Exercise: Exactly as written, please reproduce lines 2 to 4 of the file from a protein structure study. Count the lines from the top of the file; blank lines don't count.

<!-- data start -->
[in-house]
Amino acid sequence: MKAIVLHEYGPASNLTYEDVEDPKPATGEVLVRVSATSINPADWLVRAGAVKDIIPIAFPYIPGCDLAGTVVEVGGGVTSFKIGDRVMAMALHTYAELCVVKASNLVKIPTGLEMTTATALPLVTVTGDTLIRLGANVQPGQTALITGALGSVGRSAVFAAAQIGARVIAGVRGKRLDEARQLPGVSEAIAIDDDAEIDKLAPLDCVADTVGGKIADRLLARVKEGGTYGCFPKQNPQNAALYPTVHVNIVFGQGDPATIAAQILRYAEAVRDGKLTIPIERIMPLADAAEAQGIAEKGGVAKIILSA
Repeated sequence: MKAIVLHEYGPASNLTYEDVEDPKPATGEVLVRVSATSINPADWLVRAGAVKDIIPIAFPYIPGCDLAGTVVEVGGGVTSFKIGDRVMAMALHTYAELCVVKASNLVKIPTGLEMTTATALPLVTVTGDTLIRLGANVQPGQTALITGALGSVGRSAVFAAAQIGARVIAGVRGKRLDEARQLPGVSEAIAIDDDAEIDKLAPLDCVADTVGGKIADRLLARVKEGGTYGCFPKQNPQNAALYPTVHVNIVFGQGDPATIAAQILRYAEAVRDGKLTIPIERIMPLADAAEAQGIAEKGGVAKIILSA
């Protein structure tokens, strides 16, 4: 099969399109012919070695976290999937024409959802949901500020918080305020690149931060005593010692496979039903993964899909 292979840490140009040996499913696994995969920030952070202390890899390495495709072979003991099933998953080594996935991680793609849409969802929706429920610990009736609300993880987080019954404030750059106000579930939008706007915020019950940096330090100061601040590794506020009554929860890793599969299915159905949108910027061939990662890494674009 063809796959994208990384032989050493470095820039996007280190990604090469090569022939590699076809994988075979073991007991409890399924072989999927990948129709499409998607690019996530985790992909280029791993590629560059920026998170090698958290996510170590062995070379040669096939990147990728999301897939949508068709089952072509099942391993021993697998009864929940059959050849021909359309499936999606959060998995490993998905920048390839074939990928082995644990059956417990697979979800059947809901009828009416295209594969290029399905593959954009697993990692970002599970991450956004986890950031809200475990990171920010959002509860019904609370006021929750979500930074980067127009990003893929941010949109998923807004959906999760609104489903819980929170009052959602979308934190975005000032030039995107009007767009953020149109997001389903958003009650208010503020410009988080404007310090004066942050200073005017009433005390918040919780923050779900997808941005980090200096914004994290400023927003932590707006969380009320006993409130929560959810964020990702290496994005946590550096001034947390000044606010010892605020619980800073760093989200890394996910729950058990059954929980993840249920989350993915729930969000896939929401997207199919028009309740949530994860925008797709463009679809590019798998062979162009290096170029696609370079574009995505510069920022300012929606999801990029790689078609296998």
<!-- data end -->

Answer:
Amino acid sequence: MKAIVLHEYGPASNLTYEDVEDPKPATGEVLVRVSATSINPADWLVRAGAVKDIIPIAFPYIPGCDLAGTVVEVGGGVTSFKIGDRVMAMALHTYAELCVVKASNLVKIPTGLEMTTATALPLVTVTGDTLIRLGANVQPGQTALITGALGSVGRSAVFAAAQIGARVIAGVRGKRLDEARQLPGVSEAIAIDDDAEIDKLAPLDCVADTVGGKIADRLLARVKEGGTYGCFPKQNPQNAALYPTVHVNIVFGQGDPATIAAQILRYAEAVRDGKLTIPIERIMPLADAAEAQGIAEKGGVAKIILSA
Repeated sequence: MKAIVLHEYGPASNLTYEDVEDPKPATGEVLVRVSATSINPADWLVRAGAVKDIIPIAFPYIPGCDLAGTVVEVGGGVTSFKIGDRVMAMALHTYAELCVVKASNLVKIPTGLEMTTATALPLVTVTGDTLIRLGANVQPGQTALITGALGSVGRSAVFAAAQIGARVIAGVRGKRLDEARQLPGVSEAIAIDDDAEIDKLAPLDCVADTVGGKIADRLLARVKEGGTYGCFPKQNPQNAALYPTVHVNIVFGQGDPATIAAQILRYAEAVRDGKLTIPIERIMPLADAAEAQGIAEKGGVAKIILSA
């Protein structure tokens, strides 16, 4: 099969399109012919070695976290999937024409959802949901500020918080305020690149931060005593010692496979039903993964899909 292979840490140009040996499913696994995969920030952070202390890899390495495709072979003991099933998953080594996935991680793609849409969802929706429920610990009736609300993880987080019954404030750059106000579930939008706007915020019950940096330090100061601040590794506020009554929860890793599969299915159905949108910027061939990662890494674009 063809796959994208990384032989050493470095820039996007280190990604090469090569022939590699076809994988075979073991007991409890399924072989999927990948129709499409998607690019996530985790992909280029791993590629560059920026998170090698958290996510170590062995070379040669096939990147990728999301897939949508068709089952072509099942391993021993697998009864929940059959050849021909359309499936999606959060998995490993998905920048390839074939990928082995644990059956417990697979979800059947809901009828009416295209594969290029399905593959954009697993990692970002599970991450956004986890950031809200475990990171920010959002509860019904609370006021929750979500930074980067127009990003893929941010949109998923807004959906999760609104489903819980929170009052959602979308934190975005000032030039995107009007767009953020149109997001389903958003009650208010503020410009988080404007310090004066942050200073005017009433005390918040919780923050779900997808941005980090200096914004994290400023927003932590707006969380009320006993409130929560959810964020990702290496994005946590550096001034947390000044606010010892605020619980800073760093989200890394996910729950058990059954929980993840249920989350993915729930969000896939929401997207199919028009309740949530994860925008797709463009679809590019798998062979162009290096170029696609370079574009995505510069920022300012929606999801990029790689078609296998």